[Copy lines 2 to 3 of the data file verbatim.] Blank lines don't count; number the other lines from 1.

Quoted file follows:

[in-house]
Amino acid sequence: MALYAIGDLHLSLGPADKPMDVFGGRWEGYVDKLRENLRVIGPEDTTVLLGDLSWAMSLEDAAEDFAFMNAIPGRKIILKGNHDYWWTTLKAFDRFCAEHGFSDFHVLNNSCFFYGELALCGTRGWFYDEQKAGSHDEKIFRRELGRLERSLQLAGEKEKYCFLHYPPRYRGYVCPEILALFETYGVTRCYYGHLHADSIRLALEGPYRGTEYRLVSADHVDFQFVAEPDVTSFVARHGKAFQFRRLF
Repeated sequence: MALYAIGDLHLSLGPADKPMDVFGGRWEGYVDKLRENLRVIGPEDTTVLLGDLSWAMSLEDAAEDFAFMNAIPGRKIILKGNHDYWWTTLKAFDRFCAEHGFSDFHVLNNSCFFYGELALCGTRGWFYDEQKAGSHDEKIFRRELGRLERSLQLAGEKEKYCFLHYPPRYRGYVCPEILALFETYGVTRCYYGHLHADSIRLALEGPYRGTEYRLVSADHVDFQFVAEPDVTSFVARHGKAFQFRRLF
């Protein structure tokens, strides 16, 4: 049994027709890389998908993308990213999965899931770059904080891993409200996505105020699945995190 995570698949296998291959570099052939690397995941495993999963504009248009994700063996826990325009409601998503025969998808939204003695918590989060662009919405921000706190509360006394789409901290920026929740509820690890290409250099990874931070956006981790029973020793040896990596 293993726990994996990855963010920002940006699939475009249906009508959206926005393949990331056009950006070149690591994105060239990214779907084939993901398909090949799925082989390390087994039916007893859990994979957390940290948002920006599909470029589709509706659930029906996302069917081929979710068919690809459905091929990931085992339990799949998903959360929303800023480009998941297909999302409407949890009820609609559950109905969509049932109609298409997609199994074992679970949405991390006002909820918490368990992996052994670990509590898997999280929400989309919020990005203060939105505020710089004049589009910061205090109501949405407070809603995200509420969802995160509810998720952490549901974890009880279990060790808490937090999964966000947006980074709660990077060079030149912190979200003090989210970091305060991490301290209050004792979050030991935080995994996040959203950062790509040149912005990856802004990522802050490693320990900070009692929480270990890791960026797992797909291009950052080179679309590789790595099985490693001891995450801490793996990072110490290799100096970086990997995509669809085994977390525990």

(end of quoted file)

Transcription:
Amino acid sequence: MALYAIGDLHLSLGPADKPMDVFGGRWEGYVDKLRENLRVIGPEDTTVLLGDLSWAMSLEDAAEDFAFMNAIPGRKIILKGNHDYWWTTLKAFDRFCAEHGFSDFHVLNNSCFFYGELALCGTRGWFYDEQKAGSHDEKIFRRELGRLERSLQLAGEKEKYCFLHYPPRYRGYVCPEILALFETYGVTRCYYGHLHADSIRLALEGPYRGTEYRLVSADHVDFQFVAEPDVTSFVARHGKAFQFRRLF
Repeated sequence: MALYAIGDLHLSLGPADKPMDVFGGRWEGYVDKLRENLRVIGPEDTTVLLGDLSWAMSLEDAAEDFAFMNAIPGRKIILKGNHDYWWTTLKAFDRFCAEHGFSDFHVLNNSCFFYGELALCGTRGWFYDEQKAGSHDEKIFRRELGRLERSLQLAGEKEKYCFLHYPPRYRGYVCPEILALFETYGVTRCYYGHLHADSIRLALEGPYRGTEYRLVSADHVDFQFVAEPDVTSFVARHGKAFQFRRLF